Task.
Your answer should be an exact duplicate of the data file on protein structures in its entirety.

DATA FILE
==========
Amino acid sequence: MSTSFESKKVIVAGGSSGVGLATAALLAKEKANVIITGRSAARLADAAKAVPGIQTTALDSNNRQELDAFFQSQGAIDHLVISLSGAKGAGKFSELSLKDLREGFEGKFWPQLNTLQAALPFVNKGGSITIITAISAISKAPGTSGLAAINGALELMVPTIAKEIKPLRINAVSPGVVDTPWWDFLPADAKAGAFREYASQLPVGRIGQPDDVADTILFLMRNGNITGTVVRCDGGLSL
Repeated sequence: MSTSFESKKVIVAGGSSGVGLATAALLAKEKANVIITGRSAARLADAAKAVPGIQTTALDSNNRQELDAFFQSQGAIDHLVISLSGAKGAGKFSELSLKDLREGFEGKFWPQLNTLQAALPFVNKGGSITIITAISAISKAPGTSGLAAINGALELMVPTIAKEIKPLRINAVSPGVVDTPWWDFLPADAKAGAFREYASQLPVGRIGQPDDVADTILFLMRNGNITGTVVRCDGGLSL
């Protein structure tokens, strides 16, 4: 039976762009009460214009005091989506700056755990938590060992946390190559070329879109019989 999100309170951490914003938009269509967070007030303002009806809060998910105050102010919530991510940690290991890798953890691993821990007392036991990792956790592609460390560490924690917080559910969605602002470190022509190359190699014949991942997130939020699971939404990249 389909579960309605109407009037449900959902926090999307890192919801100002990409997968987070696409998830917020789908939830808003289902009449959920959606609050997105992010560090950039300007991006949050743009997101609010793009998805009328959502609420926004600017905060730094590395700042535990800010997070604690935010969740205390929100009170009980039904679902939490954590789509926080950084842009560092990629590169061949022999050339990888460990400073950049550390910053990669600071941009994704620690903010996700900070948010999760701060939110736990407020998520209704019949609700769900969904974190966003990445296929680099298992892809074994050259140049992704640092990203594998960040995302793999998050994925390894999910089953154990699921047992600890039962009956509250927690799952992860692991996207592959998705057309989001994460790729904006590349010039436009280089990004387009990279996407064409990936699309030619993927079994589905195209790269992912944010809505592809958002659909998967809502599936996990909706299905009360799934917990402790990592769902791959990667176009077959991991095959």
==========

Amino acid sequence: MSTSFESKKVIVAGGSSGVGLATAALLAKEKANVIITGRSAARLADAAKAVPGIQTTALDSNNRQELDAFFQSQGAIDHLVISLSGAKGAGKFSELSLKDLREGFEGKFWPQLNTLQAALPFVNKGGSITIITAISAISKAPGTSGLAAINGALELMVPTIAKEIKPLRINAVSPGVVDTPWWDFLPADAKAGAFREYASQLPVGRIGQPDDVADTILFLMRNGNITGTVVRCDGGLSL
Repeated sequence: MSTSFESKKVIVAGGSSGVGLATAALLAKEKANVIITGRSAARLADAAKAVPGIQTTALDSNNRQELDAFFQSQGAIDHLVISLSGAKGAGKFSELSLKDLREGFEGKFWPQLNTLQAALPFVNKGGSITIITAISAISKAPGTSGLAAINGALELMVPTIAKEIKPLRINAVSPGVVDTPWWDFLPADAKAGAFREYASQLPVGRIGQPDDVADTILFLMRNGNITGTVVRCDGGLSL
């Protein structure tokens, strides 16, 4: 039976762009009460214009005091989506700056755990938590060992946390190559070329879109019989 999100309170951490914003938009269509967070007030303002009806809060998910105050102010919530991510940690290991890798953890691993821990007392036991990792956790592609460390560490924690917080559910969605602002470190022509190359190699014949991942997130939020699971939404990249 389909579960309605109407009037449900959902926090999307890192919801100002990409997968987070696409998830917020789908939830808003289902009449959920959606609050997105992010560090950039300007991006949050743009997101609010793009998805009328959502609420926004600017905060730094590395700042535990800010997070604690935010969740205390929100009170009980039904679902939490954590789509926080950084842009560092990629590169061949022999050339990888460990400073950049550390910053990669600071941009994704620690903010996700900070948010999760701060939110736990407020998520209704019949609700769900969904974190966003990445296929680099298992892809074994050259140049992704640092990203594998960040995302793999998050994925390894999910089953154990699921047992600890039962009956509250927690799952992860692991996207592959998705057309989001994460790729904006590349010039436009280089990004387009990279996407064409990936699309030619993927079994589905195209790269992912944010809505592809958002659909998967809502599936996990909706299905009360799934917990402790990592769902791959990667176009077959991991095959």